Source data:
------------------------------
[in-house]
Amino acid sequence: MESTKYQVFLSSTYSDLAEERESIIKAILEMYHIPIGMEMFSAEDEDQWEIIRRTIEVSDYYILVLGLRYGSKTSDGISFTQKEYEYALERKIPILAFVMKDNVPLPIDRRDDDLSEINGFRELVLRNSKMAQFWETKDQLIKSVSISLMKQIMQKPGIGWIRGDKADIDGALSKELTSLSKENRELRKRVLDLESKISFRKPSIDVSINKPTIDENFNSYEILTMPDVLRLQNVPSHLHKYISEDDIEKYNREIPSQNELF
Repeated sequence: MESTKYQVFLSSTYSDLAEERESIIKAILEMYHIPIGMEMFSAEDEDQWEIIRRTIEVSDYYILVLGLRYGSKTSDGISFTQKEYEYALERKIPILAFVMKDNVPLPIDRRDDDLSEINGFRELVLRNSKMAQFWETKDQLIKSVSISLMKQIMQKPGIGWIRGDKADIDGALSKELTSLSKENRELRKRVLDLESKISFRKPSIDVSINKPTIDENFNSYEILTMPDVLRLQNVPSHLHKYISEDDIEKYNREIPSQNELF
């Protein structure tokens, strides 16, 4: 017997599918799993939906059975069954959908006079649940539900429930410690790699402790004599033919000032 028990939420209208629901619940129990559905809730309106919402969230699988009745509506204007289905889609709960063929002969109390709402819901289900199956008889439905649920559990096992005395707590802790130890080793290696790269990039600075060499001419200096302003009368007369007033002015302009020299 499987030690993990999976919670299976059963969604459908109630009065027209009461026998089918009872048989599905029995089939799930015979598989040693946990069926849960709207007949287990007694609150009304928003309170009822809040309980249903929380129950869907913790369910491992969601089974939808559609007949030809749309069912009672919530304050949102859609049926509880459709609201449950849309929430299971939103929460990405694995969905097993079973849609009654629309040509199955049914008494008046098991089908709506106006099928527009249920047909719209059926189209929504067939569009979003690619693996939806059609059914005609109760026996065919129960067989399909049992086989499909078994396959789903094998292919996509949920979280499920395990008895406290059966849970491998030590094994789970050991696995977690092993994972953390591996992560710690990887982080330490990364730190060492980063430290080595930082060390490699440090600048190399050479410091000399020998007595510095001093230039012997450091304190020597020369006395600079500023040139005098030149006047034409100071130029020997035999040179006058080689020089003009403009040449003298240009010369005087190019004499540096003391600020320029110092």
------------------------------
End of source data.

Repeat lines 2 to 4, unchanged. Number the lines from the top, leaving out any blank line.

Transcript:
Amino acid sequence: MESTKYQVFLSSTYSDLAEERESIIKAILEMYHIPIGMEMFSAEDEDQWEIIRRTIEVSDYYILVLGLRYGSKTSDGISFTQKEYEYALERKIPILAFVMKDNVPLPIDRRDDDLSEINGFRELVLRNSKMAQFWETKDQLIKSVSISLMKQIMQKPGIGWIRGDKADIDGALSKELTSLSKENRELRKRVLDLESKISFRKPSIDVSINKPTIDENFNSYEILTMPDVLRLQNVPSHLHKYISEDDIEKYNREIPSQNELF
Repeated sequence: MESTKYQVFLSSTYSDLAEERESIIKAILEMYHIPIGMEMFSAEDEDQWEIIRRTIEVSDYYILVLGLRYGSKTSDGISFTQKEYEYALERKIPILAFVMKDNVPLPIDRRDDDLSEINGFRELVLRNSKMAQFWETKDQLIKSVSISLMKQIMQKPGIGWIRGDKADIDGALSKELTSLSKENRELRKRVLDLESKISFRKPSIDVSINKPTIDENFNSYEILTMPDVLRLQNVPSHLHKYISEDDIEKYNREIPSQNELF
């Protein structure tokens, strides 16, 4: 017997599918799993939906059975069954959908006079649940539900429930410690790699402790004599033919000032 028990939420209208629901619940129990559905809730309106919402969230699988009745509506204007289905889609709960063929002969109390709402819901289900199956008889439905649920559990096992005395707590802790130890080793290696790269990039600075060499001419200096302003009368007369007033002015302009020299 499987030690993990999976919670299976059963969604459908109630009065027209009461026998089918009872048989599905029995089939799930015979598989040693946990069926849960709207007949287990007694609150009304928003309170009822809040309980249903929380129950869907913790369910491992969601089974939808559609007949030809749309069912009672919530304050949102859609049926509880459709609201449950849309929430299971939103929460990405694995969905097993079973849609009654629309040509199955049914008494008046098991089908709506106006099928527009249920047909719209059926189209929504067939569009979003690619693996939806059609059914005609109760026996065919129960067989399909049992086989499909078994396959789903094998292919996509949920979280499920395990008895406290059966849970491998030590094994789970050991696995977690092993994972953390591996992560710690990887982080330490990364730190060492980063430290080595930082060390490699440090600048190399050479410091000399020998007595510095001093230039012997450091304190020597020369006395600079500023040139005098030149006047034409100071130029020997035999040179006058080689020089003009403009040449003298240009010369005087190019004499540096003391600020320029110092």